Many large studies, conducted over long periods of time, have shown that a diet rich in ultra-processed foods increases the risk of obesity, type 2 diabetes, hypertension, cardiovascular disease, depression and premature death.
Most of these ultra-processed foods, such as soft drinks, sweet and savory packaged snacks, margarine, mass-produced bread, instant noodles (soups in bags), sausages, hot dogs, pre-cooked / ready-to-heat meals, ice cream, cakes , pastries, mixes for desserts, sugary yogurt, are rich in calories, unhealthy fats, added sugars and sodium, while being low in fiber, vitamins and minerals, which the body needs.
Now, a recent study, published in the British Medical Journal, links high consumption of ultra-processed foods to a higher risk of colorectal cancer in men.
Minimally processed, processed and ultra-processed foods
The NOVA food classification system classifies all foods in four groups, depending on their degree of processing. The first group includes “unprocessed (natural) and minimally processed foods”, which are natural foods modified by natural processes such as drying, crushing, filtration, roasting, fermentation, pasteurization and freezing.
Foods in the second group are “processed food ingredients,” including oils, lard, sugar and salt.
The third group are “processed foods”, such as canned vegetables, canned fruit in syrup, canned fish in oil, some processed animal foods (ham, bacon, pastrami, smoked fish) and natural cheeses with the addition of salt. These foods are obtained by adding processed culinary ingredients to unprocessed and minimally processed foods.
The fourth group, “ultra-processed foods”, are formulations of ingredients, usually created through a series of industrial techniques. They are obtained by “breaking up” whole foods, altering them and then recombining them with additives to make them convenient, attractive and super tasty.
What the latest study shows on more than 200,000 people over 28 years
For this study, researchers at Harvard University and Tufts University looked at the association between ultra-processed foods and colorectal cancer risk among 206,248 men and women whose food choices and health status were monitored. for 28 years.
Participants completed diet questionnaires every four years and provided health and lifestyle information every two years. The researchers assigned the foods the participants consumed to a NOVA food group.
During the study, 3,216 cases of colorectal cancer occurred.
Overall, men whose diets contained the most processed foods had a 29% higher risk of developing colorectal cancer than those whose diets contained the least amount. There was no link between ultra-processed foods and cancer risk in women.
The researchers analyzed subgroups of ultra-processed foods and found that ready-to-eat meat, poultry and seafood foods, as well as sugary drinks, were linked to an increased risk of colorectal cancer in men.
It is unclear why an association between ultra-processed foods and colon cancer risk in women has not been observed. It is possible that women make different ultra-processed food choices than men. Sex hormones may also play a role.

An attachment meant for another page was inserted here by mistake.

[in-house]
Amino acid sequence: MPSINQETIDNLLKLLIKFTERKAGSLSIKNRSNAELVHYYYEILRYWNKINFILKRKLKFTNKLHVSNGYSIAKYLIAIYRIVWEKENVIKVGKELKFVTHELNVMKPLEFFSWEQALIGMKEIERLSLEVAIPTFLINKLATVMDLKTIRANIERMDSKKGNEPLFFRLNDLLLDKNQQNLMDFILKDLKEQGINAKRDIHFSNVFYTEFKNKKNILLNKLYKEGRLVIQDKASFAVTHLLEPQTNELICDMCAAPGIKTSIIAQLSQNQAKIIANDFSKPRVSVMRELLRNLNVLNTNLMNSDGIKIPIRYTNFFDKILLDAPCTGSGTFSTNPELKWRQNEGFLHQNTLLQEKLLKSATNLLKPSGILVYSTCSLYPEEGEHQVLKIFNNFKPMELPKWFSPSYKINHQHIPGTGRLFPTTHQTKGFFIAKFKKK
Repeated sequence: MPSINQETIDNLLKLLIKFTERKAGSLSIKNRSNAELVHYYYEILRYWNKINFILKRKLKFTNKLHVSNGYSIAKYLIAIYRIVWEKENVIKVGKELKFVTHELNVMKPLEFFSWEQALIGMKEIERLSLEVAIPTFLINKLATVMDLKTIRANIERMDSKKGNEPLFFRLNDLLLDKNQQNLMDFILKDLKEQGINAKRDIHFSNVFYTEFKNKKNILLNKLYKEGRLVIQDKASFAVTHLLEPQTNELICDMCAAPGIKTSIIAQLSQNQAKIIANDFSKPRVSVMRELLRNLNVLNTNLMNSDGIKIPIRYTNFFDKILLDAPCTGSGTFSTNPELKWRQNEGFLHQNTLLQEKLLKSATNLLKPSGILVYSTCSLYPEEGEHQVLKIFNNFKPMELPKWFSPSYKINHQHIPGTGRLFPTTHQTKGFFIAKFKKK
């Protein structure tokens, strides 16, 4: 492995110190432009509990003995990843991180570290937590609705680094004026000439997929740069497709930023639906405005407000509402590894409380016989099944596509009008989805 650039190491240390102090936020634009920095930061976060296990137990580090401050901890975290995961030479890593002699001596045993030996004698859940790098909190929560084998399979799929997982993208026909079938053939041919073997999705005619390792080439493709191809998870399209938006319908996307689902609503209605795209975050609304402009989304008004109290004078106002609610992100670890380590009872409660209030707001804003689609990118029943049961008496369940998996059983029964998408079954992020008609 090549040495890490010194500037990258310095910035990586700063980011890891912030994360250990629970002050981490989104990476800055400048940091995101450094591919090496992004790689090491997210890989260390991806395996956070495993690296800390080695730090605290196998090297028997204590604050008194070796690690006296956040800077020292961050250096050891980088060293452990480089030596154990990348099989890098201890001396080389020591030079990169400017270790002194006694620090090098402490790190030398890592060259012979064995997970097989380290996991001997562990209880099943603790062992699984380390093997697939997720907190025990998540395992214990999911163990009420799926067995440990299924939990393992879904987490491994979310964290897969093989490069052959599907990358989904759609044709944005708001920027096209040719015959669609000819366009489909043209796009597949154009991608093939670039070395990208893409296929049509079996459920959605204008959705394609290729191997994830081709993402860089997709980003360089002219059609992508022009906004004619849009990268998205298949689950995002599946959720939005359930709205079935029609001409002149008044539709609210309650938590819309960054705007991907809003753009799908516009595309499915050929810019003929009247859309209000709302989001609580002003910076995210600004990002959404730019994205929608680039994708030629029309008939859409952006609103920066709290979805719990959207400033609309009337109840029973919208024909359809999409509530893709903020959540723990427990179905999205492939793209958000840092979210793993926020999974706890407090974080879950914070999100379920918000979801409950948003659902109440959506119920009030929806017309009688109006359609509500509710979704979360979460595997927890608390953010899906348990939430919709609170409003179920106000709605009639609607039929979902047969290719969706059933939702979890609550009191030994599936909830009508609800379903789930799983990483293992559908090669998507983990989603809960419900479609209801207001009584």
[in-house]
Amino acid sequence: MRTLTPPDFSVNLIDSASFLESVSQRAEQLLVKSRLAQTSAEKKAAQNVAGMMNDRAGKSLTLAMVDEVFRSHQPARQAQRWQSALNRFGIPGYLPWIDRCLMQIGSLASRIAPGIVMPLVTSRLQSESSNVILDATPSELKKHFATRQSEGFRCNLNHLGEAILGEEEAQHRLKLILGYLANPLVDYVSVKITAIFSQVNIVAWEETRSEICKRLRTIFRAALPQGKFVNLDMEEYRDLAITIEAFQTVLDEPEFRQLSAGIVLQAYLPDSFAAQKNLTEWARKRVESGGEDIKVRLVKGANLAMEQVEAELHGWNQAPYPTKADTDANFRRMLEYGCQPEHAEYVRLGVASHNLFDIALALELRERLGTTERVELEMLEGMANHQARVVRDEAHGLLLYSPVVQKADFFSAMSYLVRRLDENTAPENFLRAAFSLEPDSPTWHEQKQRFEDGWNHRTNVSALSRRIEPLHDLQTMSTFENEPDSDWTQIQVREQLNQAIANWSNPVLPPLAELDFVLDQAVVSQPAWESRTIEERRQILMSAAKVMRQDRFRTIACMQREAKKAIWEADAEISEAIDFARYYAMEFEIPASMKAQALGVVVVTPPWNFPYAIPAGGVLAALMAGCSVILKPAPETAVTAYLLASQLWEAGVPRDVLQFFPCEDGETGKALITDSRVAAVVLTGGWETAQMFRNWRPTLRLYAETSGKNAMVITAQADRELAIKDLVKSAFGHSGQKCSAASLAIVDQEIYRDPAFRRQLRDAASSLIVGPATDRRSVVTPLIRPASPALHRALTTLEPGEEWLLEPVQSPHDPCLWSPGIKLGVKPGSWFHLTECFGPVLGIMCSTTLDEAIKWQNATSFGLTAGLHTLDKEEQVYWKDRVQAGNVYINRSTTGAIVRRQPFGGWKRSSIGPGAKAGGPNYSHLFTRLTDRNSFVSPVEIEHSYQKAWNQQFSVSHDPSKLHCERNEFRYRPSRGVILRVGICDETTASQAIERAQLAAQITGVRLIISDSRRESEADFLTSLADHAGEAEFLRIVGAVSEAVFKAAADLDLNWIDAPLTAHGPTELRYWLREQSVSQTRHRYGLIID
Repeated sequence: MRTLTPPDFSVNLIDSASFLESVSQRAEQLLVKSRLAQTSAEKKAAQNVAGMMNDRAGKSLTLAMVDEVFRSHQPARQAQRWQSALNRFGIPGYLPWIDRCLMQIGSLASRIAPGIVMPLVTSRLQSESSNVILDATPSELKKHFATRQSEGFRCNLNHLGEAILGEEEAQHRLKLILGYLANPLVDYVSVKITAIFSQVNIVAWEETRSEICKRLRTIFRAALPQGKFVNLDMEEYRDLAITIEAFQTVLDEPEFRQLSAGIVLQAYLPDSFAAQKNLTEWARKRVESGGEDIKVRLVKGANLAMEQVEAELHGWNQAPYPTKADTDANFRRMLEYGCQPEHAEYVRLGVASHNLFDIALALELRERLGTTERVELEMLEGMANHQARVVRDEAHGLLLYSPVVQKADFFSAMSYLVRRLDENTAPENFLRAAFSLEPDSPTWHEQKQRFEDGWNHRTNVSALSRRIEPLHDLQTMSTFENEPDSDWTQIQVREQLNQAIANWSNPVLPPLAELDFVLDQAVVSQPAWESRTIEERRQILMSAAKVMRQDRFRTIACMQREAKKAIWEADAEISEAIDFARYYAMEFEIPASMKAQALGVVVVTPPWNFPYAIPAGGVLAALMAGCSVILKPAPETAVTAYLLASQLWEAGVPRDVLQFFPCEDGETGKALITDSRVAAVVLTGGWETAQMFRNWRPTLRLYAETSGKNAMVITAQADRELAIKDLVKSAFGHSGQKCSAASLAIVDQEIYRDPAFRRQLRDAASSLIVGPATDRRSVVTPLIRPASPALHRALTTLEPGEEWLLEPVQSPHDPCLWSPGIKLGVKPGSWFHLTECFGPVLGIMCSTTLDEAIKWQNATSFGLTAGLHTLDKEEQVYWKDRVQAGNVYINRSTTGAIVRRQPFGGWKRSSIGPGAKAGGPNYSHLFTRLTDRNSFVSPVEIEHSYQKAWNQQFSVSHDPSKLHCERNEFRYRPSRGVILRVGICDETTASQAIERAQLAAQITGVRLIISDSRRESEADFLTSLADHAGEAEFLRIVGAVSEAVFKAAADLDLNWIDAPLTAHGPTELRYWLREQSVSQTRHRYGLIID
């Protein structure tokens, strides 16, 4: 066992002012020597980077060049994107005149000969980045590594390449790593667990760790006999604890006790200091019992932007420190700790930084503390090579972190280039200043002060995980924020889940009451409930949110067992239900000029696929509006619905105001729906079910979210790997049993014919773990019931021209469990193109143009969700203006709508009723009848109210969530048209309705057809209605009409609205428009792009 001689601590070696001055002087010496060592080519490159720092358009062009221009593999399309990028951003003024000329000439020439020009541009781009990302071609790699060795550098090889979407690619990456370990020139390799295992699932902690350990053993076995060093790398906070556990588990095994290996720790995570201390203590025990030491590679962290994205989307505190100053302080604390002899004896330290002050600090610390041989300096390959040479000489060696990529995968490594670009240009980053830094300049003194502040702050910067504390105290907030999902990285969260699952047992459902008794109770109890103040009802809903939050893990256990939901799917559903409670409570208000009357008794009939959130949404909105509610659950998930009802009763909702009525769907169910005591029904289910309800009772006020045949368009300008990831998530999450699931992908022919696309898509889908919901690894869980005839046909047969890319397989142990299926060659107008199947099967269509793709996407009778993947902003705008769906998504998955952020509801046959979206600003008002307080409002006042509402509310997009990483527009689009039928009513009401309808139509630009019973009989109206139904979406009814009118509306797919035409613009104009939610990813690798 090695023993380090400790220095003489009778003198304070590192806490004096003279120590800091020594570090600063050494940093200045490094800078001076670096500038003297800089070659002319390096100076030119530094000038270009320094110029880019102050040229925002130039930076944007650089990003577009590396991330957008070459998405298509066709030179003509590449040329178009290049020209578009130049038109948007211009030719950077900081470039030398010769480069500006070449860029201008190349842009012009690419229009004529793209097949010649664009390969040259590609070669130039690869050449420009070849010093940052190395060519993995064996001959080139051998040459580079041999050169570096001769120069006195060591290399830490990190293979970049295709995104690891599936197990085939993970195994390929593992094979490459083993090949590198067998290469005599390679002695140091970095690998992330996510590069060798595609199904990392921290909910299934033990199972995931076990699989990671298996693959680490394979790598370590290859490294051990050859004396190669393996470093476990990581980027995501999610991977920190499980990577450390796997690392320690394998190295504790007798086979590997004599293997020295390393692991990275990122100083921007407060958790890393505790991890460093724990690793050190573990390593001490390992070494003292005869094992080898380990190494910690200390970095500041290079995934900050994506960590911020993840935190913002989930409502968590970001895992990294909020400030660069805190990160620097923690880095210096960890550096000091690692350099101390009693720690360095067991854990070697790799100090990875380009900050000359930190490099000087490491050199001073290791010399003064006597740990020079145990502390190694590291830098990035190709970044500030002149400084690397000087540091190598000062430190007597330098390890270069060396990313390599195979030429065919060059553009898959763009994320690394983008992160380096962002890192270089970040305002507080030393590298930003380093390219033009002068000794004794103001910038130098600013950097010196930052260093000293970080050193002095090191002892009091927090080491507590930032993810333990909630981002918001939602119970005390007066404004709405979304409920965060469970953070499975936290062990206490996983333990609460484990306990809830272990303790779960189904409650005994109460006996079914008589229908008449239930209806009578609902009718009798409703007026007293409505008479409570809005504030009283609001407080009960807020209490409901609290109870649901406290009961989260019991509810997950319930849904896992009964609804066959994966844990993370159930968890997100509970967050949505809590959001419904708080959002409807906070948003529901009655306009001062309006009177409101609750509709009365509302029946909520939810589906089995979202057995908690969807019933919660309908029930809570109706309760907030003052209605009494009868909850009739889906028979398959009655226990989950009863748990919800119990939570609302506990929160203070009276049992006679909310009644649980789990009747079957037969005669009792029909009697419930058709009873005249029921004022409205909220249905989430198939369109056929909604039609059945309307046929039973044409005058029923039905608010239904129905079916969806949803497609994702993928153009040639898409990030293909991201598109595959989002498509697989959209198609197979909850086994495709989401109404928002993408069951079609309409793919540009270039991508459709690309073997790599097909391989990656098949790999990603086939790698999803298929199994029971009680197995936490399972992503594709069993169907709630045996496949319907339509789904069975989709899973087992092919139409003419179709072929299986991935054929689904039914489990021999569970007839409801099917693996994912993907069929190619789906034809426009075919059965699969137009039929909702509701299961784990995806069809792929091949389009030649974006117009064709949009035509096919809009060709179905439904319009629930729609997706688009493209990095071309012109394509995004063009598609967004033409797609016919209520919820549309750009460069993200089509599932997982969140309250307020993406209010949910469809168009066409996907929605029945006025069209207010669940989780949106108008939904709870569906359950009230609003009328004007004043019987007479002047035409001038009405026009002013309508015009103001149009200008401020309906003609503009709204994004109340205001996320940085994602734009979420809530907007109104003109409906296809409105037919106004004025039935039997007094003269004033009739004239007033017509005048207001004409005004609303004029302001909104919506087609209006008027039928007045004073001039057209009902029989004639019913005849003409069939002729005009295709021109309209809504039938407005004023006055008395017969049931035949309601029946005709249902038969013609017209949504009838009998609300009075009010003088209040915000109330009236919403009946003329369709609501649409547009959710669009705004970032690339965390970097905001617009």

Colorectal cancer risk attributed to ultra-processed foods was largely independent of risk factors such as body mass index and poor diet quality, suggesting that other aspects of ultra-processed foods are responsible for development colon cancer.
Ultra-processed foods: zero-value input for the body
Ultra-processed foods contain additives such as emulsifiers and artificial sweeteners, some of which can alter the composition of the gut microbiome in a direction that promotes inflammation.
Potential carcinogens can also form during food processing. Acrylamide (a chemical), for example, can be produced when foods are heated to high temperatures (e.g. French fries, potato chips, cereal products) and has been associated with increased oxidative stress and inflammation in the body.
Ultra-processed foods can also contain contaminants that transfer from their plastic packaging, such as bisphenol A. So, during processing, these foods are deprived of the protective phytochemicals and nutrients found in whole foods.
What to do
The latest findings add to a growing body of research showing that both nutritional quality and degree of food processing should be taken into consideration when evaluating the relationship between diet and health and when reviewing diet. Some progress has been made in some countries. The Canadian Food Guide, for example, updated in 2019, recommends limiting your intake of highly processed foods.
It is recommended that you make a list of the ultra-processed foods that you consume on a regular basis. Implement strategies to buy them less often and replace them with healthy and tasty foods.
Then, you can choose to make at home what you usually buy at the store: salad dressing (you need olive oil, lemon juice, some Dijon mustard and a sweet syrup like date or agave – put them in a jar and mix vigorously), pancakes, baked vegetables / meat instead of the pan with oil, etc.
Last but not least, choose whole, lightly processed snacks, such as popcorn, whole, unsweetened dried fruit, nuts, and plain yogurt. As often as possible, choose foods with ingredients that you would find in your cupboard and refrigerator.